6) Reading - Sometimes, picking up a research book will get me excited or spur a fresh idea. Also, I have what I like to call an author-trainer. He has no idea he's my trainer. But he is. His name is Justin Cronin and he wrote THE PASSAGE, which was out this summer (along with several other award-winning books.) I love Justin's third person voice. Something about it really resonates with me. When I read a few pages, I get inspired. It's like Justin is going, "Come on. You know you want to write like this. Get moving, V. You got this. Blood, sweat and tears, V! Get off your lazy---" OK, actually I'm sure Justin is much nicer than this. But that's the feeling I get when I read a bit of his writing. So thank you, Justin.

7) Indulge in a little self congratulation - When it's really tough, I go digging for all the positive comments I've received on my writing. It's like the opposite of a pity party. I look for my editor's praising comments. I'm so fortunate to find these readily in my emails and notes with Barbara. Those comments can give me a real shot of confidence to get back to work. I might throw out an email to good friends or the Muses, looking for a little validation (Muses & dear writer friends - you rock). And I might, just maybe, make a little comment on the phone with my super-agent, Josh Adams, who's always ready and willing to dispense with some encouragement. Folks, we all need a little dose of the positive here and there. Don't be afraid to remind yourselves of the progress you've made. Feeling good never hurt anyone.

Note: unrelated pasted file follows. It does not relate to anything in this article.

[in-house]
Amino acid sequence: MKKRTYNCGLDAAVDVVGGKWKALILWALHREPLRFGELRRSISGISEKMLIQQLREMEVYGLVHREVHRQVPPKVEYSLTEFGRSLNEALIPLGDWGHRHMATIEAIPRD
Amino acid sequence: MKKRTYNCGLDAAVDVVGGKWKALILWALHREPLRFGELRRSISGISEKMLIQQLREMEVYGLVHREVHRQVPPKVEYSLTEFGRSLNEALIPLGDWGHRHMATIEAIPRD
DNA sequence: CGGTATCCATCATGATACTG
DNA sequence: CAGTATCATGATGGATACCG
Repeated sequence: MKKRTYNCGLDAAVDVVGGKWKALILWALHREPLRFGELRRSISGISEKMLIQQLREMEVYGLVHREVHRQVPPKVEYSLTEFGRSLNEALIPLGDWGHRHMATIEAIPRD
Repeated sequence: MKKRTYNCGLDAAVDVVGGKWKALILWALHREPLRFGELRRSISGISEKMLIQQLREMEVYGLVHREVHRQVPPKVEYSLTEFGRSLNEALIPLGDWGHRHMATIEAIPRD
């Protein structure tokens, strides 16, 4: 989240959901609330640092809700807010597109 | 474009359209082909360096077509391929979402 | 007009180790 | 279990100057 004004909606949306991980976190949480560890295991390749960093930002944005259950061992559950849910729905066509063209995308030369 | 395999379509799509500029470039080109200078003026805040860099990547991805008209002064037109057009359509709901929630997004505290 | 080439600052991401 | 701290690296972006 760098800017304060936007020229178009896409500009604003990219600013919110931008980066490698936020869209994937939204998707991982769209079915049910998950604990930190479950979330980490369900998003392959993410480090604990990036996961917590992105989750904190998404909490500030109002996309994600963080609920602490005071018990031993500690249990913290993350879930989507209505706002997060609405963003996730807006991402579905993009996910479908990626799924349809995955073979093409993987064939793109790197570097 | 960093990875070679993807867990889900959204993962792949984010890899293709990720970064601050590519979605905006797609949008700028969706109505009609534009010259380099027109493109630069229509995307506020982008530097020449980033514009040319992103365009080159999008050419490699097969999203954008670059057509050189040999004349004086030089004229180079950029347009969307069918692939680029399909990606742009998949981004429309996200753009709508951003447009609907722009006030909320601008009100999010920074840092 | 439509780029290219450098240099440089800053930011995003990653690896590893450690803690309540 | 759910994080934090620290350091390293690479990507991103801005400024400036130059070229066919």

8) Read something that's yours but fresh - This one I just remembered, but I'm going to try it this morning. When I dig up old projects that are forgotten and dusty (virtually dusty) with age, I see that, yes, I can in fact write something decent. I know that sounds silly, but when you get as close to a manuscript as I am now with UTNS, you're looking for all the mistakes and weaknesses. You get so close that these are the only things you see. Reading old writing can remind you of the point, which is to tell a good story. To string together words in such a way that some kind of magic happens, and they aren't words anymore. They become a person with a particular kind of personality. A person with a problem, or a need. They exist in a place that you can see and smell and even feel with your hands. That's good stuff, knowing you can do that. And if you've managed it once, well, you can do it again.

All right. Those are my tricks. I meant to wrap this post up nicely, but honestly, just writing about getting inspired has gotten me inspired. It's time to get to work.
Go forth and write!



I loved that your first tip was one I do, but feel so badly about! Leaving home. I keep thinking I should be able to write here, but in the end, have to escape to McDonald's or elsewhere, beating myself up for having to do so. At last, someone actually encouraged me to do it. Yay!
And I will download that Freedom thing today! Another fantastic tip.
Thanks so much for the great thoughts, and best wishes on your revisions.

Prediction! Five years from now you'll write a book on how to write and sell a really great novel.

What great tips. I'm struggling with my revisions now, so will be taking these all on board ;)


Thanks for coming by the blog, guys! Sometimes it really is tough getting things moving, isn't it? I find comfort in knowing that most of us struggle with it. (At least I'm not alone!) May the words flow...

Great tips!! I'm not on the revision process yet, but I can tell a lot of these would help me get through my first draft, too.

Good tips! I think one could use them whenever "inspiration" is needed.

Thanks for the great ideas! I've hit a rough patch in my NaNo project and I think some of these tips will help tons! New follower, btw. Love your blog :)